An invention is a new thing that someone has made. The computer was an invention when it was first made. We say when it was "invented". New things that are made or created are called inventions. Cars and plastics are inventions that everyone knows. Inventions are made by inventors.
Some inventions can be patented. A patent legally protects the intellectual property rights of the inventor and legally recognizes that a claimed invention is actually an invention. Invention is also an important component of artistic and design creativity. Inventions often extend the boundaries of human knowledge, experience or capability.
Ideas are also called inventions. Writers can invent characters, and then invent a story about them. Over time, humans have invented objects which make life easier for themselves. Because of this, a quote "necessity is the mother of invention", was written.
Process of invention
The idea for an invention may be developed on paper or on a computer, by writing or drawing, by trial and error, by making models, by experimenting, by testing and/or by making the invention in its whole form. Brainstorming also can spark new ideas for an invention. Collaborative creative processes are frequently used by engineers, designers, architects and scientists.
In the process of developing an invention, the initial idea may change. The invention may become simpler, more practical, it may expand, or it may even morph into something totally different. Working on one invention can lead to others too.
History shows that turning the concept of an invention into a working device is not always swift or direct. Inventions may also become more useful after time passes and other changes occur. For example, the parachute became more useful once powered flight was a reality.
Invention is often a creative process. An open and curious mind allows an inventor to see beyond what is known. Seeing a new possibility, connection or relationship can spark an invention. Inventive thinking frequently involves combining concepts or elements from different realms that would not normally be put together. Sometimes inventors disregard the boundaries between distinctly separate territories or fields. Several concepts may be considered when thinking about invention.
Play may lead to invention. Childhood curiosity, experimentation, and imagination can develop one's play instinct. Inventors feel the need to play with things that interest them, and to explore, and this internal drive brings about novel creations.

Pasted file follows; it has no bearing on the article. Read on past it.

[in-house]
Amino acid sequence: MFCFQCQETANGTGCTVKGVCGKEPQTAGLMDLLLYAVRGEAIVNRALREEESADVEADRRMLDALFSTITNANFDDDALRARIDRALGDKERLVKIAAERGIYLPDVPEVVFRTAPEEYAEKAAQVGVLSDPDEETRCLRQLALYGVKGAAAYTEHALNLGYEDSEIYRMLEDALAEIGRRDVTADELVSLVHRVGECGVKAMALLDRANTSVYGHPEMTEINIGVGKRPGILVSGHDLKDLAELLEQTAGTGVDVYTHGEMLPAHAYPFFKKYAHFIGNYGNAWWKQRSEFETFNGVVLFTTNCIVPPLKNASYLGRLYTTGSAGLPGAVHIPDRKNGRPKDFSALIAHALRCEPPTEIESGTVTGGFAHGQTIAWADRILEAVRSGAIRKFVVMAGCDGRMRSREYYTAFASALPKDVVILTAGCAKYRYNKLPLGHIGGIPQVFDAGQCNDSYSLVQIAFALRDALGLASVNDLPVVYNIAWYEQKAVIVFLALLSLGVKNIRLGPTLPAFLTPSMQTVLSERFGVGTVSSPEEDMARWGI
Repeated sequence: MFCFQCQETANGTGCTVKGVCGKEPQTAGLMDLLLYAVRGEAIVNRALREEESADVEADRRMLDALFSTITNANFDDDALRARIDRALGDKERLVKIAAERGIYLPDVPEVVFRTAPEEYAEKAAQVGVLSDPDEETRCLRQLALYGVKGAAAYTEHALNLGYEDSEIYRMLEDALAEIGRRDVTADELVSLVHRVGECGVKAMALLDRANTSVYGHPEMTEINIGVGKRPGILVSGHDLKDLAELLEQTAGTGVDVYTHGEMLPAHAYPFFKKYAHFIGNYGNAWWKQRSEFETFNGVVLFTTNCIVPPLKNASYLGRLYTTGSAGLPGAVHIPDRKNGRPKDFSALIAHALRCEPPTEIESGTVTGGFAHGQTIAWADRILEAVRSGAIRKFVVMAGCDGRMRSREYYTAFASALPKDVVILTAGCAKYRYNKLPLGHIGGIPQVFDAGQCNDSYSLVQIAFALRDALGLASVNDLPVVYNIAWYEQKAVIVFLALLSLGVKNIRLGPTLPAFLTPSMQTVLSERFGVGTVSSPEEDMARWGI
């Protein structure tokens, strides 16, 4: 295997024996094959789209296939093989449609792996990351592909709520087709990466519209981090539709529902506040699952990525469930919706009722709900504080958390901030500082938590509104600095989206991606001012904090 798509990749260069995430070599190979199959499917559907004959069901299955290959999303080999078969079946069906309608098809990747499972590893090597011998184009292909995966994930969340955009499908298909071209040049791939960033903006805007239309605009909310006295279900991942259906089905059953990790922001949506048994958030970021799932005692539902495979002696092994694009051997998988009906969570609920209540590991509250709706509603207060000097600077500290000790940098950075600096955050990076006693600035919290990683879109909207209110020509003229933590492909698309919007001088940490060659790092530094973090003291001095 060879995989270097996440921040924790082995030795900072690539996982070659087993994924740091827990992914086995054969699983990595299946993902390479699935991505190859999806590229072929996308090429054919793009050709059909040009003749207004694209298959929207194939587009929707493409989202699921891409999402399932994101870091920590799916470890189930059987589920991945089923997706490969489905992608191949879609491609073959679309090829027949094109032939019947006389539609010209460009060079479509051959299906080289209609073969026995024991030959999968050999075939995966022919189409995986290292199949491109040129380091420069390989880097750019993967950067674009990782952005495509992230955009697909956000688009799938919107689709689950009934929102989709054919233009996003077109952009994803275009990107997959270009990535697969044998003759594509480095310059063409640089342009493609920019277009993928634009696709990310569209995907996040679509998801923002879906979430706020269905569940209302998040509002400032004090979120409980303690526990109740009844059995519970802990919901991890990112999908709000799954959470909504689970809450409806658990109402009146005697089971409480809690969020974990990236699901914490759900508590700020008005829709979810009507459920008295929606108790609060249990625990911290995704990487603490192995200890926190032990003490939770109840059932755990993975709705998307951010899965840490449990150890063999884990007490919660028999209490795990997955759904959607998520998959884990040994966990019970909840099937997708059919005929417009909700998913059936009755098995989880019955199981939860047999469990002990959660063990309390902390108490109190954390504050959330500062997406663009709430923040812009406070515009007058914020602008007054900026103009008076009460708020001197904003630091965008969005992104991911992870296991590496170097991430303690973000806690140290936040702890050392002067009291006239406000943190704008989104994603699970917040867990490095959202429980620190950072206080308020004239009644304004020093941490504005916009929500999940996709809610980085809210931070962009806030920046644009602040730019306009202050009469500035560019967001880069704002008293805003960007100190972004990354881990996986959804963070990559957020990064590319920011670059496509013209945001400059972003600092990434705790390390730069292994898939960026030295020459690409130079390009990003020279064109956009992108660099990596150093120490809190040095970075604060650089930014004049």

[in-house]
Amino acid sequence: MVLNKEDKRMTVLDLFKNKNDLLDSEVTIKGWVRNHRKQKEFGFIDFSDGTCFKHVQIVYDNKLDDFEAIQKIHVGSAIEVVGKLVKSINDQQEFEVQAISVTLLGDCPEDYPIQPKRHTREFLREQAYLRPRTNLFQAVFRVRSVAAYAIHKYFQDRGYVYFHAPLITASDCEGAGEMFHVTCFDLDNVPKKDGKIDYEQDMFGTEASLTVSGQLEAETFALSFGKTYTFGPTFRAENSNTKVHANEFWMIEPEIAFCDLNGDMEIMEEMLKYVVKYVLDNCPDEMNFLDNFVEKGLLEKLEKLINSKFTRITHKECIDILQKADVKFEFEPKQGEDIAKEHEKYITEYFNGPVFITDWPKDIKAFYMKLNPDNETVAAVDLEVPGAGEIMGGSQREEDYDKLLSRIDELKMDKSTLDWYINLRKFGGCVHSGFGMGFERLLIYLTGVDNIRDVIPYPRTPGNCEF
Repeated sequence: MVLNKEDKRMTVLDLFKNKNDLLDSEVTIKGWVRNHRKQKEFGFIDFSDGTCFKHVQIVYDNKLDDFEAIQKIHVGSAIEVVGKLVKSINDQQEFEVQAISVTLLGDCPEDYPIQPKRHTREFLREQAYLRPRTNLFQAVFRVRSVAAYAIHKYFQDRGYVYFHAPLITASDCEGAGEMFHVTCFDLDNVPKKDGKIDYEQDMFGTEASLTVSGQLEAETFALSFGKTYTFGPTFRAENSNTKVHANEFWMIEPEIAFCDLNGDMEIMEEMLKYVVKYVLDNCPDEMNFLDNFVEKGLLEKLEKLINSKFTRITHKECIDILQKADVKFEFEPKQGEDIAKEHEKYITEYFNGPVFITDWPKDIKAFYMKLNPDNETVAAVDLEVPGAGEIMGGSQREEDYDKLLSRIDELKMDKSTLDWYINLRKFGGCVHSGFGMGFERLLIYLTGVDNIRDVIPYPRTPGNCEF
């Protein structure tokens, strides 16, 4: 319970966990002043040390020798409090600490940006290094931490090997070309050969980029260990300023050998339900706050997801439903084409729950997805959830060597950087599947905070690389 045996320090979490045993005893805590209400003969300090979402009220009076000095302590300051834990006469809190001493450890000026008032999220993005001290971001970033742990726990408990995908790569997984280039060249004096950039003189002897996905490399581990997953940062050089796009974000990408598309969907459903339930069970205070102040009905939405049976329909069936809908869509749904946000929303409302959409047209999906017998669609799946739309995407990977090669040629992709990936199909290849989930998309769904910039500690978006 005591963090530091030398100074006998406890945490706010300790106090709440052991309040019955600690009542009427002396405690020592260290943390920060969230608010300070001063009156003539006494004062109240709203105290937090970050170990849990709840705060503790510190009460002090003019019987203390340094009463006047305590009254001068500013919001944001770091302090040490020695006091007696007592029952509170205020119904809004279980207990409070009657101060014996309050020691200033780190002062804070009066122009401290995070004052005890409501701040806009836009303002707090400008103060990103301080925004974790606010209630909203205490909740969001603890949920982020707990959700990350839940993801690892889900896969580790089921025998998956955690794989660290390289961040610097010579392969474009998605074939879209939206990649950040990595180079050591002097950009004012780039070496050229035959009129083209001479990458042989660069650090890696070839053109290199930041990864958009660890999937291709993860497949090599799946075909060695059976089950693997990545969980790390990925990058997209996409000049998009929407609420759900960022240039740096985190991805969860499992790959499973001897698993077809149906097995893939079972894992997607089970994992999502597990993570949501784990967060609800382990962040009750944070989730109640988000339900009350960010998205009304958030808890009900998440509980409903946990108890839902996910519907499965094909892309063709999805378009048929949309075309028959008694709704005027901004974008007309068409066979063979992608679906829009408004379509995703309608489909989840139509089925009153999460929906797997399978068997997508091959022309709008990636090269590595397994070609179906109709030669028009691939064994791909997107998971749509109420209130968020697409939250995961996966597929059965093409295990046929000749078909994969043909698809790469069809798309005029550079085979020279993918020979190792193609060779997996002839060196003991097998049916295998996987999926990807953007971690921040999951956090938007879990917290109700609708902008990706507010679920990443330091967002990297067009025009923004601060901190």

Sometimes inventions and ideas may seem to arise spontaneously while daydreaming, especially when the mind is free from its usual concerns. For example, both J. K. Rowling (the creator of Harry Potter) and Frank Hornby (the inventor of Meccano) first had their ideas while on train journeys.
To invent is to see anew. Inventors often envision a new idea, seeing it in their mind's eye. New ideas can arise when the conscious mind turns away from the subject or problem when the inventor's focus is on something else, or while relaxing or sleeping. A novel idea may come in a flash—a Eureka! moment. For example, after years of working to figure out the general theory of relativity, the solution came to Einstein suddenly in a dream. Inventions can also be accidental, such as in the case of polytetrafluoroethylene (Teflon).
Invention is often an exploratory process with an uncertain or unknown outcome. There are failures as well as successes. Inspiration can start the process, but no matter how complete the initial idea, inventions typically must be developed. Inventors may, for example, try to improve something by making it more effective, healthier, faster, more efficient, easier to use, serve more purposes, longer lasting, cheaper, more ecologically friendly, or aesthetically different, lighter weight, more ergonomic, structurally different, with new light or color properties, etc.
Invention in the arts
Invention has a long and important history in the arts. Inventive thinking has always played a vital role in the creative process. Some inventions in art include the:
- Collage and construction invented by Picasso
- Readymade invented by Marcel Duchamp
- Mobile invented by Alexander Calder
- Combine invented by Robert Rauschenberg
- Shaped painting invented by Frank Stella
- Motion picture, the invention of which is attributed to Eadweard Muybridge
Likewise, Jackson Pollock invented an entirely new form of painting and a new kind of abstraction by dripping, pouring, splashing and splattering paint onto un-stretched canvas lying on the floor.
Inventive tools of the artist's trade also produced advances in creativity. Impressionist painting became possible because of newly invented collapsible, resealable metal paint tubes that allowed spontaneous painting outdoors. Inventions originally created in the form of artwork can also develop other uses, i.e., Alexander Calder's mobile, which is now commonly used over babies' cribs.
Funds generated from patents on inventions in art, design and architecture can support the realization of the invention or other creative work. Frédéric Auguste Bartholdi's 1879 design patent on the Statue of Liberty helped fund the famous statue because it covered small replicas, including those sold as souvenirs.
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Invention Facts for Kids. Kiddle Encyclopedia.